Source: United States House of Representatives – Congressman Jimmy Panetta (D-Calif)
November 18, 2020
WASHINGTON, D.C. – Yesterday, the House unanimously passed the Congressman Panetta-cosponsored (D-Carmel Valley) FEMA Assistance Relief Act, to ease financial burdens for state, local, tribal, and territorial governments that have received FEMA disaster assistance for emergencies, such as wildfires, in 2020. Currently, governments receiving FEMA disaster assistance under the Stafford Act are responsible for 25% of associated costs. H.R. 8266 adjusts this federal cost share to ensure communities have the resources necessary to respond to crises along with the ongoing COVID-19 pandemic. Congressman Panetta introduced H.R. 8266 with Representatives Peter DeFazio (OR-04), Mike Thompson (CA-05), Dina Titus (NV-01), Nita Lowey (NY-17), and Lucille Roybal-Allard (CA-40) in September.
“COVID-19 has further compounded the challenges the Central Coast faces as we endure a difficult wildfire season,” said Congressman Panetta. “My colleagues and I introduced the FEMA Assistance Relief Act to lower financial hurdles, so local leaders can better direct critical resources within our communities in times of crisis. I commend the passage of our legislation and urge my Senate colleagues to bring it to an immediate vote to improve response and recovery at home and nationwide.”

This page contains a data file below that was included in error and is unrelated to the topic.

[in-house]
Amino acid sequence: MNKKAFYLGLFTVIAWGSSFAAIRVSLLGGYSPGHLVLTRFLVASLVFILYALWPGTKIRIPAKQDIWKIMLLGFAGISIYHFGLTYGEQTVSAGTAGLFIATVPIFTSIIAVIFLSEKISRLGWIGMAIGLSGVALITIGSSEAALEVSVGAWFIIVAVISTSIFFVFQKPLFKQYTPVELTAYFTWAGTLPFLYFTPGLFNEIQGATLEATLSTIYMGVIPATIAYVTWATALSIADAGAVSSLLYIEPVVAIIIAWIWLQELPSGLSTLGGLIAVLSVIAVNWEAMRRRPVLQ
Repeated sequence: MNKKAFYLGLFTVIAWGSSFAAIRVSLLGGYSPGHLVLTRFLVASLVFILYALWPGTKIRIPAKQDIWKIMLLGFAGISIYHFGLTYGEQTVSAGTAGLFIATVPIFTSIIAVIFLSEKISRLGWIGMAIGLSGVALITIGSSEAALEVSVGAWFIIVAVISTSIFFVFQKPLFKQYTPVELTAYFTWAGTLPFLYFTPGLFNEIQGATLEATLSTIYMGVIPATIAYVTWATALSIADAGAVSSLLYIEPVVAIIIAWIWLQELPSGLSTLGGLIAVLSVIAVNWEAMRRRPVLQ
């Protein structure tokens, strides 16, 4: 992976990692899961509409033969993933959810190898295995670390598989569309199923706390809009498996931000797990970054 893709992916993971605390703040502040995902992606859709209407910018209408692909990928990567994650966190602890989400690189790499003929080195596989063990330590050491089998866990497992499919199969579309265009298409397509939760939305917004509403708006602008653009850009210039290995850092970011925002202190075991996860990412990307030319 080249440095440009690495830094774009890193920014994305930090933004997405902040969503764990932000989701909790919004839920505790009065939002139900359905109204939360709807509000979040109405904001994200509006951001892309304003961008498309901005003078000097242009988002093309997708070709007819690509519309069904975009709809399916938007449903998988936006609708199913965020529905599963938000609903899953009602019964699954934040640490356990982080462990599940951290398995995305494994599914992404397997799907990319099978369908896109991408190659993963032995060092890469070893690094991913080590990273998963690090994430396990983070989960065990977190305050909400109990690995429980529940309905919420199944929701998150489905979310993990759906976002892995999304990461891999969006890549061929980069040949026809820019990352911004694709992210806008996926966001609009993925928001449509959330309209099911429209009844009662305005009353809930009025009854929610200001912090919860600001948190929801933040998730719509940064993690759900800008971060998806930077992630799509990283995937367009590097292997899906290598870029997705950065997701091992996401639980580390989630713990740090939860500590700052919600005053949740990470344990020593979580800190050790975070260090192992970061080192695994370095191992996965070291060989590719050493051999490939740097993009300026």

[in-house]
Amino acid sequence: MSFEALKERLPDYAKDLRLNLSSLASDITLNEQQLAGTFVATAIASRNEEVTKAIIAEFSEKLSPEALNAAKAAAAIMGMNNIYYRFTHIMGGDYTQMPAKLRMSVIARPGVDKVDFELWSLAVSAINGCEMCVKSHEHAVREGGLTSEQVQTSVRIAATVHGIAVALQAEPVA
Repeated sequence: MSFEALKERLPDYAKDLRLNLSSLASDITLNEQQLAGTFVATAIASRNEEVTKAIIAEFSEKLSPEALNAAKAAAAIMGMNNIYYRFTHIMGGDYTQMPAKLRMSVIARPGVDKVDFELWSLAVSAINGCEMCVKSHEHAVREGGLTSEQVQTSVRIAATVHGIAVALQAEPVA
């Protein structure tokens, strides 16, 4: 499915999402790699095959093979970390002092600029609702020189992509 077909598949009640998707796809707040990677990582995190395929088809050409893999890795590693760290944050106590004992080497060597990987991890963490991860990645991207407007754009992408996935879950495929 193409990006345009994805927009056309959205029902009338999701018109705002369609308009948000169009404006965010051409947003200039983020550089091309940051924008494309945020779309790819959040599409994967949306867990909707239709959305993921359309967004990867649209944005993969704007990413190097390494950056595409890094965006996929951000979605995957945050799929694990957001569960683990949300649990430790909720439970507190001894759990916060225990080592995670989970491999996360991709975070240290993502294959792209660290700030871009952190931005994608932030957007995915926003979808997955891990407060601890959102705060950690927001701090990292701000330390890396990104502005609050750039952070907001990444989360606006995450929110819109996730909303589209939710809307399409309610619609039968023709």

Specifically, the FEMA Assistance Relief Act:
- Adjusts the FEMA cost share for all Emergencies and Major Disasters declared in calendar year 2020 to not less than 90 percent Federal and 10 percent non-Federal, up from the typical 75 percent Federal and 25 percent non-Federal;
- Adjusts the FEMA cost share for all COVID-19 related Emergency and Major Disaster declarations to 100 percent Federal; and
- Clarifies to FEMA that under the COVID-19 declarations, the Agency may—and Congress expects—FEMA to cover certain expenses for reimbursement, including personal protective equipment (PPE) and other services for public schools, public transit, and courthouses. This comes on the heels of the Trump administration pulling funding for critical supplies, like PPE and disinfecting schools.